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Thread: Brown Bear back up 454 load

  1. #1

    Default Brown Bear back up 454 load

    I have a Ruger super Red hawk in a 454 Casull, and I have never worked up a Brown bear back up load for it. I was thinking about the Oregon Trail True-Shot bullet in a 360gr, but wondered if a cast bullet or a jacketed bullet would be better, and is heaver actually better. I usually shoot 300gr XTP’s out of it, and figured that a hollow point bullet would not be the best choice to have if I needed to use it. Your thoughts???

    Whit

  2. #2

    Default

    I haven't shot a brown bear with a 454, and for that matter I don't know anyone else who has.

    But based on lots of experience shooting other game with lots of different handguns and calibers, here are the criteria I would apply in making your choice:

    I want a heavy, non-expanding bullet for max penetration.

    I want a bullet with a large meplat (referring to the size of the actual flat surface on the nose of the bullet) for max impact and performance on game.

    I want it to be launched between 1100 and 1200 fps. More may be possible, but is not necessary. For me that velocity range has more to do with controlability along with adequate penetration.

    Your gun might or might not perform well with the ultraheavweights, plus they are going to kick a whole lot more than something slightly lighter in that 1100-1200 fps range. I'd try the heaviest you can find, but also the next one or two down in size to see which gives the best combo of accuracy and controlability.

    All of this is pure blue-sky theory and could easily be undone by someone who has shot lots of brown bear with lots of different bullets and velocitities for more valid comparison. A collector of hens teeth is going to have more experience under his belt that a brown bear pistollero, however.

  3. #3

    Default 454 solids

    BrownBear hit it on the nose! I don't know if anyone makes a 325gr brass or copper solid but I think that would be the right medicine. Later this year I hope to have my shop up and running again with all kinds of new toys and I plan to turn some solids myself on the lath. Should be interesting

  4. #4
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    BrownBear said it all. The 454 works very well hard cast and your Ruger will send 350 grains at 1500 fps plus. I'd use and do use the Cast performance 335 or 360 grain WLNGC and the Beartooth 355 WLNGC hard cast bullets. If these bullets won't get it done it won't be done with a handgun.

    The XTP is not designed to handle the high velocity of the 454, it is much to fragile. The heavy jacketed hardened lead alloy bullets marketed by Freedom Arms or the Swift Aframe 300 will be much better but the cast is still the best choice for big tough guys.
    Is there nothing so sacred on this earth that you aren't willing to kill or die for?



  5. #5

    Default 454 bullets

    Thanks guys, I was thinking that the heavy cast bullets are the way to go. I am going to get several different types of bullets in a few different weights and play around a bit and see what works best. Thanks for the input; I wanted to have my thoughts confirmed by yall.

    Whit

  6. #6

    Default don't shoot me just another opionion

    I know what I'm going to say doesnt fly with everyones opions but to each there own. I've only been handgun hunting for about 5 years. But I have enployed my 454 Ruger on a defensive shot against a 7'8" interior griz. one shot range 8 feet. This was the bears fourth charge while I was bowhunting for caribou with the other three charges terminated at about 25 feet. The bullet entered thru the open mouth knocking out the upper left canine tooth. Thru the neck severed the aorta above the heart. I recovered the bullet below the hide about six inches in front of the scrotum. The load I had choosen and still shoot today is a 260 grain Partion over 35.5 grains of Lil Gun at 1900 FPS. this almost duplicates the Partion Gold load you can buy of the shelf. I chose this load because I can shoot it and the recoil is less that the 300+ grain loads I had previously worked up. This allows me to recover and be back on target faster. I will interject here that if you're not willing to put 200 plus rounds thru the gun before you get into the woods you are better off with a 12 ga. I would trust this over the XTP's because of the better bullet construction. Yes the partion peelled back but IT hung together. This is the only defence shot I've taken. I've also hunted with this load for Moose and Bear. Taken shoulder shots on both with 100 penetration. I'm not the expert just my experences. Good Hunting and Good Luck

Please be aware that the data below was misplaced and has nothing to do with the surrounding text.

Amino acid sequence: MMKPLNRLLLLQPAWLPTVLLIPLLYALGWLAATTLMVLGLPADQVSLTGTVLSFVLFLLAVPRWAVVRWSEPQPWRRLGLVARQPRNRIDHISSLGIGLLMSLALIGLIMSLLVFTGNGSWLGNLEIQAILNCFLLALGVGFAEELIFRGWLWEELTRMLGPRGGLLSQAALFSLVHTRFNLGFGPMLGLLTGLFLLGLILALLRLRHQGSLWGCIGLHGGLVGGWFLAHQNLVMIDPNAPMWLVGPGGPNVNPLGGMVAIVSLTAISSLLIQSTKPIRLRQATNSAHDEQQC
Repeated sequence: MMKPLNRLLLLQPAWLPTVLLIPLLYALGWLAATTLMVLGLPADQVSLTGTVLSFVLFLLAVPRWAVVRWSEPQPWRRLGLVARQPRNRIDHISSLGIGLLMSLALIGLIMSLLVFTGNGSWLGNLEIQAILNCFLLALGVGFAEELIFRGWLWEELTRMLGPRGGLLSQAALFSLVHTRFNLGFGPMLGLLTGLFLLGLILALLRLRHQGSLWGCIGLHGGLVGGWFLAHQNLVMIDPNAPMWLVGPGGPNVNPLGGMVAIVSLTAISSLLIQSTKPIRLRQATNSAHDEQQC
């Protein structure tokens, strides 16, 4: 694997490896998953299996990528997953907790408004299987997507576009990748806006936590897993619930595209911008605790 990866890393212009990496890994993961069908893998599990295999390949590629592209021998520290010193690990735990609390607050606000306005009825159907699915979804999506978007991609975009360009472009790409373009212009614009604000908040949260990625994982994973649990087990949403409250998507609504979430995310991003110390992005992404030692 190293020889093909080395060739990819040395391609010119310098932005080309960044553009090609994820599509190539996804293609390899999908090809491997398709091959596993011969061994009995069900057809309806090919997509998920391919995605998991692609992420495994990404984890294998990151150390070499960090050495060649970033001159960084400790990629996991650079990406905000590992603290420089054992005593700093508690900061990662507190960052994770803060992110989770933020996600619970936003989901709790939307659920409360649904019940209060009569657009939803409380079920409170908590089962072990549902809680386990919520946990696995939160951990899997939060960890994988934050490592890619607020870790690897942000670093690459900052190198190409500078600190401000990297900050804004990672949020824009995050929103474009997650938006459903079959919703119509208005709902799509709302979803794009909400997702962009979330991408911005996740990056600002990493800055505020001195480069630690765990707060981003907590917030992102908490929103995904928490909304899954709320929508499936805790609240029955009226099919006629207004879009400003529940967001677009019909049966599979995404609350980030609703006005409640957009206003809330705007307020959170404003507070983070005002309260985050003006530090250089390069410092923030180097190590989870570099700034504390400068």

7. #7

    Default

    That's very useful feedback John, and I value it over any source of theory (keyboard ballistics, in other words).

    I bet there aren't enough handgun bullets recovered from grizzly or brown bears in Alaska to fill a teacup, much less an espresso cup, so you've got a prescious little gem in your hands.

    Good marksmanship and experience pack a lot more water than a tall stack of ballistic tables and theories.

  8. #8

    Default

    I have had this pistol for quite a few years, got it back when Ruger first came out with it. I have shot it quite a bit. Everything from 45 Colt loads to 350gr full punch. I have hunted with it for Whitetail, Hogs and black bear, but never for Brown Bear. John I think you are right about knowing your gun, I believe that as well. I think control is a huge factor when it comes to big revolvers, and knowing your gun and being able to use it is a key factor. It makes a big difference when and if you need it. Thanks John and BrownBear I think I will try that partition load that you gave me that might be a good one for moose as well.


    Whit

  9. #9

    Default Crimp is important

    I you choose to use the load listed below be sure that you have a quality crimp. when I worked up the load I had some bullets jump crimp after the third or fourth round was fired. Not a good thing. Just something to be aware of. Be safe

    John

  10. #10
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    John,

    Very good info and a good job shooting. Yes I would say you had a good bullet and good load. I like that Lil'Gun also. Your comment about the crimp is very important the 454 needs the heaviest crimp. I use a profile crimp die and give a good crimp. Another advantage of a little lighter bullet, as you say about the recoil, but the crimp isn't so critical for the lighter bullets. The cast bullets do generally have more of a crimp groove, however.

    I have not used the partition for hunting but have used the A-frame and it is very similar performance. Penetration is the name of the game and the partition came through when you needed it. Good shootin' and congrats on a nice grizz.
    Is there nothing so sacred on this earth that you aren't willing to kill or die for?